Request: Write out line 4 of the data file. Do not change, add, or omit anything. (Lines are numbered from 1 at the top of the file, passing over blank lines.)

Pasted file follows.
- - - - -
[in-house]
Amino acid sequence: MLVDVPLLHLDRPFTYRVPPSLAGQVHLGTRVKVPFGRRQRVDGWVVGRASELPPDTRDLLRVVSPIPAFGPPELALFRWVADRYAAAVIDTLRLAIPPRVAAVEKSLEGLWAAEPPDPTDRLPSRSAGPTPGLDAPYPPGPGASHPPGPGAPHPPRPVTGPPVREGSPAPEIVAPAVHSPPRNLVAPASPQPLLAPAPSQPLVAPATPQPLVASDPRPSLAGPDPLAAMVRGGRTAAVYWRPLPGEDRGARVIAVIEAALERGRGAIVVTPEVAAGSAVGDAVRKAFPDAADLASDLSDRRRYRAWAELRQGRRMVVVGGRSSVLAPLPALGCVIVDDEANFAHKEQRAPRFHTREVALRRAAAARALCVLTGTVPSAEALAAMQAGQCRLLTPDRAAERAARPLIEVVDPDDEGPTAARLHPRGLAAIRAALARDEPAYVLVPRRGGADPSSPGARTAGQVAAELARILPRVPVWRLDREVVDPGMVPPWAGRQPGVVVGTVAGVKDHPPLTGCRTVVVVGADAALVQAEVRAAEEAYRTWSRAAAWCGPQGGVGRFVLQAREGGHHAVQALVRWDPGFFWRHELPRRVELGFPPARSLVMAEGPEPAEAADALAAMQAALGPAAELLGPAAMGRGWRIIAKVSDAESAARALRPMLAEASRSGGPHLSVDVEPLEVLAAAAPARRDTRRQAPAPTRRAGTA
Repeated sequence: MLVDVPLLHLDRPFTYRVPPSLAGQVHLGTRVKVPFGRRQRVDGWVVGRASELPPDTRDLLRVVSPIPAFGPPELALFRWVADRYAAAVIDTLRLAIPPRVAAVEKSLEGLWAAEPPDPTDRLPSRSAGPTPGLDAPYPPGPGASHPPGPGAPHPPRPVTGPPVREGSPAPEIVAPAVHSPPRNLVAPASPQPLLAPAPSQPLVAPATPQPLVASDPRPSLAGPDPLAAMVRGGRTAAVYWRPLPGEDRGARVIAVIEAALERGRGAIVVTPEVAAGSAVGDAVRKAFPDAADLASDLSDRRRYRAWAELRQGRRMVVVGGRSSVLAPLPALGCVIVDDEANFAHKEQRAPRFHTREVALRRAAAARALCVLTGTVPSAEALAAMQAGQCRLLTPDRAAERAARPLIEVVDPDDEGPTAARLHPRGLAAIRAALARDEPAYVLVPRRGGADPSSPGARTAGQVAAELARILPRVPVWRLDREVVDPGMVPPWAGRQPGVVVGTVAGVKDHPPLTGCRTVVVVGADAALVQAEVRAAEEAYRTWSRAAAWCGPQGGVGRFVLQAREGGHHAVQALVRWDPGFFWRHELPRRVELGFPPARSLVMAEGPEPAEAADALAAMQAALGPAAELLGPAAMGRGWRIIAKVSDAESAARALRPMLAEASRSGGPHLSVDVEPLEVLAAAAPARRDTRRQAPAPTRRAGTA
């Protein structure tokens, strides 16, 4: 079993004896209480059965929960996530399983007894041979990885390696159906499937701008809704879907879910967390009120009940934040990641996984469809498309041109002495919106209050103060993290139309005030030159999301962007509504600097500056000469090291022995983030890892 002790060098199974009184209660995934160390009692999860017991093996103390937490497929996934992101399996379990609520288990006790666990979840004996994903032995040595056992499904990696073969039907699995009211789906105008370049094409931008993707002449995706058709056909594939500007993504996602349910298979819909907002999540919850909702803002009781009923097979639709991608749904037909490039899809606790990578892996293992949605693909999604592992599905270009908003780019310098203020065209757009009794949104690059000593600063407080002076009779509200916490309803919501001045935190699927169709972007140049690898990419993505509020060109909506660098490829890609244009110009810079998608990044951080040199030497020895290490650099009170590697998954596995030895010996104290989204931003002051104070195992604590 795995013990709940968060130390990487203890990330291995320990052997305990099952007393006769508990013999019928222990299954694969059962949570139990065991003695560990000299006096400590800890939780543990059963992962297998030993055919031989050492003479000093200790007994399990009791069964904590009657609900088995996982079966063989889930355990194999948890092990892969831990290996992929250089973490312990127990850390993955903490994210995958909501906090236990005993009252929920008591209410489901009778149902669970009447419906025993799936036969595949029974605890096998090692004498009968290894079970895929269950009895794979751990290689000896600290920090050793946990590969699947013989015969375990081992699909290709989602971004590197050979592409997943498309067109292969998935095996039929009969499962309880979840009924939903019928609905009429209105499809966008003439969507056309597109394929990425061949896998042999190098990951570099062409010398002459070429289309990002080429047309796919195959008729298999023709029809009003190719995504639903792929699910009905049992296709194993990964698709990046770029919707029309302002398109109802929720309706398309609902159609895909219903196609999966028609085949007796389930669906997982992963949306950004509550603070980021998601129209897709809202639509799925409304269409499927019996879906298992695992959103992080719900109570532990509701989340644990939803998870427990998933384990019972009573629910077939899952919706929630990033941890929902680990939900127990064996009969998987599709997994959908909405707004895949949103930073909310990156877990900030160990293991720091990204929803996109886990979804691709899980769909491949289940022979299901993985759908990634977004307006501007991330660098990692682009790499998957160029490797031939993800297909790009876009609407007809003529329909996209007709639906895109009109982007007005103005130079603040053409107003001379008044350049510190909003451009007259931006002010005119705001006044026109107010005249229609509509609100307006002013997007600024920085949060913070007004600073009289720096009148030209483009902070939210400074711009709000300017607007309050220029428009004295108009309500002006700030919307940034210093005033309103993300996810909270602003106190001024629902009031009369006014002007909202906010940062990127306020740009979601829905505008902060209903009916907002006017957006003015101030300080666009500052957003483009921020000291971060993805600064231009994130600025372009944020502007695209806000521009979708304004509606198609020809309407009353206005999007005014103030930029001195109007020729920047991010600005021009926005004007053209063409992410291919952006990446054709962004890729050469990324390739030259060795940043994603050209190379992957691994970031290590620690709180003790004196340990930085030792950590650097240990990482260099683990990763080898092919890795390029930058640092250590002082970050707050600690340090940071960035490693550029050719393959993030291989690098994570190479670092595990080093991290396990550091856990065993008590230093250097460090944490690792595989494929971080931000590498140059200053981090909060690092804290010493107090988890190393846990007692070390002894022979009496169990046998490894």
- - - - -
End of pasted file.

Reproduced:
């Protein structure tokens, strides 16, 4: 079993004896209480059965929960996530399983007894041979990885390696159906499937701008809704879907879910967390009120009940934040990641996984469809498309041109002495919106209050103060993290139309005030030159999301962007509504600097500056000469090291022995983030890892 002790060098199974009184209660995934160390009692999860017991093996103390937490497929996934992101399996379990609520288990006790666990979840004996994903032995040595056992499904990696073969039907699995009211789906105008370049094409931008993707002449995706058709056909594939500007993504996602349910298979819909907002999540919850909702803002009781009923097979639709991608749904037909490039899809606790990578892996293992949605693909999604592992599905270009908003780019310098203020065209757009009794949104690059000593600063407080002076009779509200916490309803919501001045935190699927169709972007140049690898990419993505509020060109909506660098490829890609244009110009810079998608990044951080040199030497020895290490650099009170590697998954596995030895010996104290989204931003002051104070195992604590 795995013990709940968060130390990487203890990330291995320990052997305990099952007393006769508990013999019928222990299954694969059962949570139990065991003695560990000299006096400590800890939780543990059963992962297998030993055919031989050492003479000093200790007994399990009791069964904590009657609900088995996982079966063989889930355990194999948890092990892969831990290996992929250089973490312990127990850390993955903490994210995958909501906090236990005993009252929920008591209410489901009778149902669970009447419906025993799936036969595949029974605890096998090692004498009968290894079970895929269950009895794979751990290689000896600290920090050793946990590969699947013989015969375990081992699909290709989602971004590197050979592409997943498309067109292969998935095996039929009969499962309880979840009924939903019928609905009429209105499809966008003439969507056309597109394929990425061949896998042999190098990951570099062409010398002459070429289309990002080429047309796919195959008729298999023709029809009003190719995504639903792929699910009905049992296709194993990964698709990046770029919707029309302002398109109802929720309706398309609902159609895909219903196609999966028609085949007796389930669906997982992963949306950004509550603070980021998601129209897709809202639509799925409304269409499927019996879906298992695992959103992080719900109570532990509701989340644990939803998870427990998933384990019972009573629910077939899952919706929630990033941890929902680990939900127990064996009969998987599709997994959908909405707004895949949103930073909310990156877990900030160990293991720091990204929803996109886990979804691709899980769909491949289940022979299901993985759908990634977004307006501007991330660098990692682009790499998957160029490797031939993800297909790009876009609407007809003529329909996209007709639906895109009109982007007005103005130079603040053409107003001379008044350049510190909003451009007259931006002010005119705001006044026109107010005249229609509509609100307006002013997007600024920085949060913070007004600073009289720096009148030209483009902070939210400074711009709000300017607007309050220029428009004295108009309500002006700030919307940034210093005033309103993300996810909270602003106190001024629902009031009369006014002007909202906010940062990127306020740009979601829905505008902060209903009916907002006017957006003015101030300080666009500052957003483009921020000291971060993805600064231009994130600025372009944020502007695209806000521009979708304004509606198609020809309407009353206005999007005014103030930029001195109007020729920047991010600005021009926005004007053209063409992410291919952006990446054709962004890729050469990324390739030259060795940043994603050209190379992957691994970031290590620690709180003790004196340990930085030792950590650097240990990482260099683990990763080898092919890795390029930058640092250590002082970050707050600690340090940071960035490693550029050719393959993030291989690098994570190479670092595990080093991290396990550091856990065993008590230093250097460090944490690792595989494929971080931000590498140059200053981090909060690092804290010493107090988890190393846990007692070390002894022979009496169990046998490894």